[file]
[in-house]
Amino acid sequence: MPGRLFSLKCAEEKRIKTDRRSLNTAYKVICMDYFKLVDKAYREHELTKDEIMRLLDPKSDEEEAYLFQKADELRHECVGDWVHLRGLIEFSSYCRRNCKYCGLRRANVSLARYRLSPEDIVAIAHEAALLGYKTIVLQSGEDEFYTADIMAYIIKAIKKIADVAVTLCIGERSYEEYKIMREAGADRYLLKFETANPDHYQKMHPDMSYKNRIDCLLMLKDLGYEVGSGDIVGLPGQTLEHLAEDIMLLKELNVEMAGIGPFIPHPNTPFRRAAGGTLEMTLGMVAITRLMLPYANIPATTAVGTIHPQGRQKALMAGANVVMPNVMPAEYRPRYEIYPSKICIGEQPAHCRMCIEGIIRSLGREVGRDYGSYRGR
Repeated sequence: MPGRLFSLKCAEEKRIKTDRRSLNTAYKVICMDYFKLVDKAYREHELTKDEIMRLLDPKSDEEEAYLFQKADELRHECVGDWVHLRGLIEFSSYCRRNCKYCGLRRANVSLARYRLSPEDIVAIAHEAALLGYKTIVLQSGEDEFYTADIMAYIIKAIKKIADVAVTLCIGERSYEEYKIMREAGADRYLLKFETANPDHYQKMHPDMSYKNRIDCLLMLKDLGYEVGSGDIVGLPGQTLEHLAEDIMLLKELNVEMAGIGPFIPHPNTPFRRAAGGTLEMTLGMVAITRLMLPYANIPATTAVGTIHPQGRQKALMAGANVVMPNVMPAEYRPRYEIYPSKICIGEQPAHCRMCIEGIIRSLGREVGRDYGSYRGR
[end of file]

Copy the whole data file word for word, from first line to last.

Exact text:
[in-house]
Amino acid sequence: MPGRLFSLKCAEEKRIKTDRRSLNTAYKVICMDYFKLVDKAYREHELTKDEIMRLLDPKSDEEEAYLFQKADELRHECVGDWVHLRGLIEFSSYCRRNCKYCGLRRANVSLARYRLSPEDIVAIAHEAALLGYKTIVLQSGEDEFYTADIMAYIIKAIKKIADVAVTLCIGERSYEEYKIMREAGADRYLLKFETANPDHYQKMHPDMSYKNRIDCLLMLKDLGYEVGSGDIVGLPGQTLEHLAEDIMLLKELNVEMAGIGPFIPHPNTPFRRAAGGTLEMTLGMVAITRLMLPYANIPATTAVGTIHPQGRQKALMAGANVVMPNVMPAEYRPRYEIYPSKICIGEQPAHCRMCIEGIIRSLGREVGRDYGSYRGR
Repeated sequence: MPGRLFSLKCAEEKRIKTDRRSLNTAYKVICMDYFKLVDKAYREHELTKDEIMRLLDPKSDEEEAYLFQKADELRHECVGDWVHLRGLIEFSSYCRRNCKYCGLRRANVSLARYRLSPEDIVAIAHEAALLGYKTIVLQSGEDEFYTADIMAYIIKAIKKIADVAVTLCIGERSYEEYKIMREAGADRYLLKFETANPDHYQKMHPDMSYKNRIDCLLMLKDLGYEVGSGDIVGLPGQTLEHLAEDIMLLKELNVEMAGIGPFIPHPNTPFRRAAGGTLEMTLGMVAITRLMLPYANIPATTAVGTIHPQGRQKALMAGANVVMPNVMPAEYRPRYEIYPSKICIGEQPAHCRMCIEGIIRSLGREVGRDYGSYRGR